Energy efficiency at buildings
Buildings and transportation are the most energy-consuming sectors in Greece. Buildings in Greece account for approximately 36% of the total energy consumption, while, during the years 2000-2005, relevant energy consumption increased by approximately 24%, one of the highest increases in Europe.
One of the main reasons why Greek buildings consume so much energy is that they are old and have no built-in state-of-the art technology, due to the lack of relevant legislation over the last 30 years.
Most of these buildings have problems relating to:
- partial or total lack of heat insulation;
- outdated technology windows/doors (frames/single glazing);
- lack of sun protection on southern and western sides;
- inadequate use of Greece’s high solar potential;
- inadequate maintenance of heating / air conditioning systems, resulting in poor performance.
Another important factor affecting building’s energy performance is tenant behavior. Users-tenants, who lack information about the rational use and management of energy, often tend to waste energy, e.g. by installing individual air conditioning systems without a relevant study, using low efficiency appliances, not performing maintenance of heating systems, etc.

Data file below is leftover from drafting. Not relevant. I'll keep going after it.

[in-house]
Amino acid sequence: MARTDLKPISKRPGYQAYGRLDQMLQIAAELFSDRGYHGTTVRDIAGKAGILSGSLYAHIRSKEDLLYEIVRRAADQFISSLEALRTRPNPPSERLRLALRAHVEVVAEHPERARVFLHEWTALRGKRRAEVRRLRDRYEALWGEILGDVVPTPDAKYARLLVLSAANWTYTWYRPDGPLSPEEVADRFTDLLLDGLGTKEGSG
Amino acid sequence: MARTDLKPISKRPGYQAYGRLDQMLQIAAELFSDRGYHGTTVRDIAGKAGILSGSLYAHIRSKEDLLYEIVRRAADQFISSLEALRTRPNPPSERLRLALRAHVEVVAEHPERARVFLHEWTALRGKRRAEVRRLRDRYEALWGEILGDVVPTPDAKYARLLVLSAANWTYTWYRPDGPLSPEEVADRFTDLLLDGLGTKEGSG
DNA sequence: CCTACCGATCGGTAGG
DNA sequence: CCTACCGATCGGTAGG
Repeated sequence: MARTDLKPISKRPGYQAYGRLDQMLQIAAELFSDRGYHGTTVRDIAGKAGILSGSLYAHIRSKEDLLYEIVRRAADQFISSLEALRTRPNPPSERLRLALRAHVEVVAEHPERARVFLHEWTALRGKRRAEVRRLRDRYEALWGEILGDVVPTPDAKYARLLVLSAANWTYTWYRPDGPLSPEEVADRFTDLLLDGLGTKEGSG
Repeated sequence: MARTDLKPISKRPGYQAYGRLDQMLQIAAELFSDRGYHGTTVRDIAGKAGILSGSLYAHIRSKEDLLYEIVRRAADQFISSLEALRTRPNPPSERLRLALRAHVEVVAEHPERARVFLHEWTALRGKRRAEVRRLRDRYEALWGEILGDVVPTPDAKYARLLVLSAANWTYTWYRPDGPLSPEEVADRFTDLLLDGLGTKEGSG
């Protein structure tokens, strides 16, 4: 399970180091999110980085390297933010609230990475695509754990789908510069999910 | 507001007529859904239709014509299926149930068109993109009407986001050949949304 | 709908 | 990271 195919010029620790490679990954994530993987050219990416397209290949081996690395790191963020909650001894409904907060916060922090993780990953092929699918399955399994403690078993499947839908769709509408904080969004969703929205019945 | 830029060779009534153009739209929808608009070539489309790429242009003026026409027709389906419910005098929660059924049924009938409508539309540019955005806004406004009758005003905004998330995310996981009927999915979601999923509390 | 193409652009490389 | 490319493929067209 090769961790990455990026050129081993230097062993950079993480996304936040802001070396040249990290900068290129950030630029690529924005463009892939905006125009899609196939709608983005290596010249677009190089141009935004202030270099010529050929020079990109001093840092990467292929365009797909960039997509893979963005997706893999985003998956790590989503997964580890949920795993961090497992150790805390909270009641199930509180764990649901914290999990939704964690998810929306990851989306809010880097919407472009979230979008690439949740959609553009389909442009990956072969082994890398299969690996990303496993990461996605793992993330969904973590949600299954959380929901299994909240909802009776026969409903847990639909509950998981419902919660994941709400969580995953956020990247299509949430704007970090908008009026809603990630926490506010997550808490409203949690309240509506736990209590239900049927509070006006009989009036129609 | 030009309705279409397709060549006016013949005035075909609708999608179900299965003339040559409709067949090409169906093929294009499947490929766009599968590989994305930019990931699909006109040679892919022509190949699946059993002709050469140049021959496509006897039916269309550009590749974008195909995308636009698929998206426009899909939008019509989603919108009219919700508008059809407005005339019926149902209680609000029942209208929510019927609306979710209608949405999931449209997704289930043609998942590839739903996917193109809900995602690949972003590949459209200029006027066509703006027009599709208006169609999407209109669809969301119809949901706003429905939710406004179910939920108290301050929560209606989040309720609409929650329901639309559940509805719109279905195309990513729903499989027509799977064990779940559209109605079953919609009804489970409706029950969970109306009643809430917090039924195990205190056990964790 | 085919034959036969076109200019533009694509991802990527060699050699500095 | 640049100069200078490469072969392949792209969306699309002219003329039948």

Within this context, the Ministry of the Environment, Energy and Climate Change (YPEKA), having completed the legal framework on buildings’ energy efficiency, has developed a set of financial incentives, with co-financing from the European Union, for the implementation of energy efficiency upgrading interventions in residential buildings, via the “Energy Efficiency at Household Buildings” Program.